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Why Oculus Go Could Hit A Sweet Spot For VR

Why Oculus Go Could Hit A Sweet Spot For VR

Facebook is betting its $200 Oculus Go VR headset represents VR’s breakthrough moment, opening up the market to millions more people and catalyzing the adoption of VR as the next platform for personal computing.

Microsoft and Google aren’t messing around with VR. Those established tech giants are very serious about this new Medium. But with Oculus Go we see Facebook’s focus on a fresh start for immersive computing — and Mark Zuckerberg’s visionary $3 billion bet on Oculus in 2014 — begin to become apparent.


$200 is a shockingly low entry price for high quality VR.

Before Oculus Go was announced at OC4, the all-in cost for getting a high-quality VR system was arguably set by Sony’s PlayStation. $400 for the headset and its tracking camera plus $300 for a PlayStation 4 put the all-in cost around $700.
If you get Google’s Pixel 2 the price starts at $650 with another $100 for the new Daydream View.

Oculus Go cuts the entry point for high quality VR in 2018 to 1/3 what it was in 2017.

In an interview with Nate Mitchell, an Oculus co-founder and now VR product executive at Facebook, he called back to Kindle and iPod in noting consumer electronics inflection points were achieved when those gadget families were driven to lower prices. Oculus Go represents Facebook’s first attempt to turn that corner and bring VR to millions of homes.

“We make the most accessible VR device bar none,” Mitchell said.

Frictionless VR
Oculus Go also solves perhaps the biggest issue facing VR — friction. The time and effort between when you want to enter VR to the time you are flying through a virtual world will be dramatically reduced with Oculus Go.

Google currently leads the market here with a headset that easily aligns with a phone as you place it in the lightweight Daydream View. This is a good start, but even the act of placing it in a phone holder, waiting for the VR mode to boot, then waiting for the world you want to load is still tremendous effort compared with watching TV or looking at Facebook on your phone, and it keeps people from entering virtual worlds all the time. Critically for the developers believing in VR since the Oculus Kickstarter in 2012, all this friction keeps people from spending money in VR.

For comparison’s sake, entering VR with a PC or console is a goddamn nightmare. Get the headset out, turn on the console or PC, turn on the tv, plug in the headset, adjust the cameras and pray there isn’t a software update.

You can eliminate some of this friction with some VR headsets but it’s generally a shitshow with all the wired systems. The number of steps between wanting to enter VR and actually getting to a place where you can do something interesting is enormous when compared with Google’s Daydream.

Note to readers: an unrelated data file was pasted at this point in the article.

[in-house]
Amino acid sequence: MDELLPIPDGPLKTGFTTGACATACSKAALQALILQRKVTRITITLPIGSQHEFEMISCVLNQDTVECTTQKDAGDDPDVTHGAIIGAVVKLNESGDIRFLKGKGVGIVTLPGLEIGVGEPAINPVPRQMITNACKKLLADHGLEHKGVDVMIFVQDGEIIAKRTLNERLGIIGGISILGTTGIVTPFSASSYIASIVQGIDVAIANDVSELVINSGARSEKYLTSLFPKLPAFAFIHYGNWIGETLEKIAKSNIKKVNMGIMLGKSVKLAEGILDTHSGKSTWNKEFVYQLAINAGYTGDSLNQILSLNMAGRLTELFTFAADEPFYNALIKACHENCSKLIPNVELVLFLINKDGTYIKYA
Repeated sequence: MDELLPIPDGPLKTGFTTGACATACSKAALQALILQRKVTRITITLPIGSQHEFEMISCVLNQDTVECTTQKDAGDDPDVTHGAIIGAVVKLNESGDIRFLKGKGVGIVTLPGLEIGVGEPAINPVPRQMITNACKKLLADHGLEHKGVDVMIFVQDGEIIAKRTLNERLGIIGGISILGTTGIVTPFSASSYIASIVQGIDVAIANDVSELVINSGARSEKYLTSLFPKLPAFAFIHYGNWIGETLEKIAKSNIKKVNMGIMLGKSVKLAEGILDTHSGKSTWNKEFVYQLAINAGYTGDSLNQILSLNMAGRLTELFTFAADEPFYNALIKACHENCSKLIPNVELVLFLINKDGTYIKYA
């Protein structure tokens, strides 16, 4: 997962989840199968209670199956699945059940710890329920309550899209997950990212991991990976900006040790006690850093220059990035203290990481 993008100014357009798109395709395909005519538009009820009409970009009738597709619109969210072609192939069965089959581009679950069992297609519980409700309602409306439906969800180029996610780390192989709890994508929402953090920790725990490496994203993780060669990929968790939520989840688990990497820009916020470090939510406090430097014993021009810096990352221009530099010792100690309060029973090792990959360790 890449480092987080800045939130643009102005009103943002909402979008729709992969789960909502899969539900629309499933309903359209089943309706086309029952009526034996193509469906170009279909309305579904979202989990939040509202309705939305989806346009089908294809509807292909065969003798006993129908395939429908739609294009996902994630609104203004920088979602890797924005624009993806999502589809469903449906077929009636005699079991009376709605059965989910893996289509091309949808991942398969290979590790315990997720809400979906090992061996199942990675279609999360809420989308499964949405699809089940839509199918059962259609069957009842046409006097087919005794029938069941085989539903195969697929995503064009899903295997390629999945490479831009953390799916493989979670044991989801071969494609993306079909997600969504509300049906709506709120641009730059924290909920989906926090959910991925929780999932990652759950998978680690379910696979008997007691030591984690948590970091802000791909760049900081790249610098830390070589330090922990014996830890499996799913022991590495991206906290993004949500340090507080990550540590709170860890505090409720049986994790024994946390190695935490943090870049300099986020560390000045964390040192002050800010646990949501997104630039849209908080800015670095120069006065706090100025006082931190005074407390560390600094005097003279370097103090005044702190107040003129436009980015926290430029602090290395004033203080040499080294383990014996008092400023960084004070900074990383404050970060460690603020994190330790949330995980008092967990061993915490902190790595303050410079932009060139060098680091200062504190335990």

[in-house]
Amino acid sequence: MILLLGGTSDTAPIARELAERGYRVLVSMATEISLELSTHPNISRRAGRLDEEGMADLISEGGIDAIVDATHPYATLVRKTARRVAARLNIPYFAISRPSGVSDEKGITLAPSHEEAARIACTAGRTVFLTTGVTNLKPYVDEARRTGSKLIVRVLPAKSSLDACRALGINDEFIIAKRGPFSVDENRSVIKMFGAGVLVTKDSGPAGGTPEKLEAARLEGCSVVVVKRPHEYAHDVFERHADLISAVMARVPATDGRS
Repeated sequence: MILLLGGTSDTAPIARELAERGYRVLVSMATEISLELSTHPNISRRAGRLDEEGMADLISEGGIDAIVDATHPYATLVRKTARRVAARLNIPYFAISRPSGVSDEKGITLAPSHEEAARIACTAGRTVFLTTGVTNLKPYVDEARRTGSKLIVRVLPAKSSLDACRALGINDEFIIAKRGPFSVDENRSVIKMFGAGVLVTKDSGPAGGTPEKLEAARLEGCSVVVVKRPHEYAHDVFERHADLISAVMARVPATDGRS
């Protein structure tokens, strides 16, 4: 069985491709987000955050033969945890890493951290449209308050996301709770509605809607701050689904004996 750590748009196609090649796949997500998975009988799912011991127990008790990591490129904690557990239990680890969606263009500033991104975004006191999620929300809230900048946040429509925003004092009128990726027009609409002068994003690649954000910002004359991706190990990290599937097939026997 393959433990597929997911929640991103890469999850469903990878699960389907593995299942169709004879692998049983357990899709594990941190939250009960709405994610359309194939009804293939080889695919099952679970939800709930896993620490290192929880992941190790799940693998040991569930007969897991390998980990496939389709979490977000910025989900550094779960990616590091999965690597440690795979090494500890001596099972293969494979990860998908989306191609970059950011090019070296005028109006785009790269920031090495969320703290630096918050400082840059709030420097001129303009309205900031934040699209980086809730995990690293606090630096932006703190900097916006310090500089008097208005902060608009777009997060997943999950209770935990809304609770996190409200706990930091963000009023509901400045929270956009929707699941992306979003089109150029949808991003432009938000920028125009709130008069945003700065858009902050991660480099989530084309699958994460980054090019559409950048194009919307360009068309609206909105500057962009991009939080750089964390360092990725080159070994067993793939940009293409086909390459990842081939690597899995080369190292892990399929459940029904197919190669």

With Oculus Go, visiting a virtual world will become as easy as using your phone, tablet or TV. If the price is critical in making VR reach an inflection point, this frictionless experience is at least as important for quicker adoption of VR.

Hope For Struggling Devs

I’ve been closely tracking the VR market and the financial health of developers who’ve invested enormous time, love and faith in this burgeoning medium and the software they’ve been building for it over the last several years.

Oculus, major movie and television studios and some brands are funding the creation of virtual worlds and 360-degree videos. These projects are keeping some VR-focused studios and startups fully staffed and their families fed. But there’s another type of VR content — that of independently produced highly interactive virtual worlds. Some of these are coming from lone developers or teams of less than eight who are producing for Vive, Rift and PS VR and pricing their software between $10 and $50. Some of these projects have cleared $1 million in sales, and more are seeing modest figures but enough to work on further VR projects.

I’ve heard of no such $1 million+ projects in mobile VR, and generally fewer stories from developers who are able to support themselves from sales of their software directly to consumers.

This is despite the fact that, on paper, the Gear VR’s more than five million headsets in the market makes it the biggest high-end VR platform. You could try counting cardboard boxes, which would outnumber Gear VRs, but I’d argue the experience is so terrible people are even less likely to spend money on something for Cardboard than for Gear VR.

This is all to say that developing for mobile VR over the last three years has been tough. There are a variety of factors driving this situation, but it all stems from a general reluctance among consumers to buy software on mobile phones. Free to $3 is the price range for most mobile phone software, and a $10 virtual world just doesn’t fit in that universe. Many Gear VRs were given away free with the purchase of Samsung phones, suggesting many don’t even use the device and those that do may not see the point in buying software for something that is being handed out as if it was disposable.

Spending $200 up front for Oculus Go will likely change that dynamic entirely. A standalone VR headset is psychologically separate from the phone market. People bringing the headset home are investing in something, like a Blu-Ray player or game console, that invites buyers to spend more money.

For mobile VR developers, this means that with the prospect of Oculus Go on the horizon, the light at the end of the tunnel is no longer a fast approaching train. That light may finally be from a brave new world.

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